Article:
Professor Springer has made significant and lasting contributions to the science and engineering of fibre composites. These include theoretical models, experiments and computer simulations of manufactured parts and components which require a thorough understanding of process modelling, durability, environmental effects and mechanical properties evaluation; as well as smart health monitoring, composite repair and retrofitting. The results and outcomes of his research have enabled the aerospace, automobile and civil infrastructure industries to fabricate and design more reliable, safer and cost-effective structures. Through his various archival journal publications and technical expositions, and more importantly his former research fellows and graduate students who now occupy significant positions in academia and industry, Professor Springer has influenced and will continue to influence the research and development activity of many countries.

Professor Springer is Paul Pigott Professor of Engineering, Professor of Aeronautics and Astronautics, Professor of Mechanical Engineering and Professor of Civil Engineering at Stanford University. Recognitions of his achievements in the field of composites have been numerous. These include: elections to the US National Academy of Engineering in 1994 and to the Hungarian Academy of Science (foreign member) in 1995, and the award of the honorary degree of Doctor of Engineering from the Technical University of Budapest in 2000. Other awards and medals are the Ralph Teetor Award of the Society of Automobile Engineers in 1978, the Delmonte Award of the Society for the Advancement of Material and Process Engineering in 1988, the Worcester Reed Warner Medal of the American Society of Mechanical Engineers in 1994, and, among others, the American Institute of Aeronautics and Astronautics; Structures, Structural Dynamics and Materials Award in 2000. He is a highly cited researcher in Materials Science. He is also Editor of the Journal of Reinforced Plastics and Composites, an important archival journal in composites.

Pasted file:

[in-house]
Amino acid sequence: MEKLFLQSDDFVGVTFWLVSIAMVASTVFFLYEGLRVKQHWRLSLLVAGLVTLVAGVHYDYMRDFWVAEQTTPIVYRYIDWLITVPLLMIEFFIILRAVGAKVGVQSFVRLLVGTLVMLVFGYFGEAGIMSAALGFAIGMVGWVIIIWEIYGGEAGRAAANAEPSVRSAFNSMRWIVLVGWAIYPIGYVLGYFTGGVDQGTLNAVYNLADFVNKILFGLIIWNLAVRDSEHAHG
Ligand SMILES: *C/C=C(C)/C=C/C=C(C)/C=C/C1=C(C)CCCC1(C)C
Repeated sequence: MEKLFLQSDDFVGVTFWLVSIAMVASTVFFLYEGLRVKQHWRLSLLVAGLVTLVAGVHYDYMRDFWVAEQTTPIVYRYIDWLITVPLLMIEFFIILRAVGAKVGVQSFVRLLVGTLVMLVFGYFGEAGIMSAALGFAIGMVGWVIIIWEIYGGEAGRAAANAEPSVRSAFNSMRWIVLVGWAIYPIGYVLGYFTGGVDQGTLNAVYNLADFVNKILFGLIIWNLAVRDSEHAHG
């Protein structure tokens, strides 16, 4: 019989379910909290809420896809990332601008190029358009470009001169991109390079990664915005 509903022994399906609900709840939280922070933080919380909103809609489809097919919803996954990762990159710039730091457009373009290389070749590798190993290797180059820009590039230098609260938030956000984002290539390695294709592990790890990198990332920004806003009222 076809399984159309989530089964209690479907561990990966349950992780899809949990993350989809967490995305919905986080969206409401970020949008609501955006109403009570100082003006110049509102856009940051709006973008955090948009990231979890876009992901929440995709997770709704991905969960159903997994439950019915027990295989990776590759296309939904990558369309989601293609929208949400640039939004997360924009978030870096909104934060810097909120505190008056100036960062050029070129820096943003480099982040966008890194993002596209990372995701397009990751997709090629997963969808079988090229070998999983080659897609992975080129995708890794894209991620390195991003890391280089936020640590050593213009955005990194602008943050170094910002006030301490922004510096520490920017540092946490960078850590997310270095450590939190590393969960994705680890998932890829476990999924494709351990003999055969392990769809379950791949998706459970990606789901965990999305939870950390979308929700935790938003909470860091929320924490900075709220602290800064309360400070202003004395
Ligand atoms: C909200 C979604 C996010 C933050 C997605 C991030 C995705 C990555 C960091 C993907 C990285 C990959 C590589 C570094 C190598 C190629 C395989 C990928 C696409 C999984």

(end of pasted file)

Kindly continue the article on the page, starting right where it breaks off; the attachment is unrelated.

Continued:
Chancellor, I have great pleasure in presenting, for admission to the degree of Doctor of Engineering, honoris causa, educator, engineer and researcher, George Stephen Springer, and I invite you to confer the degree upon him.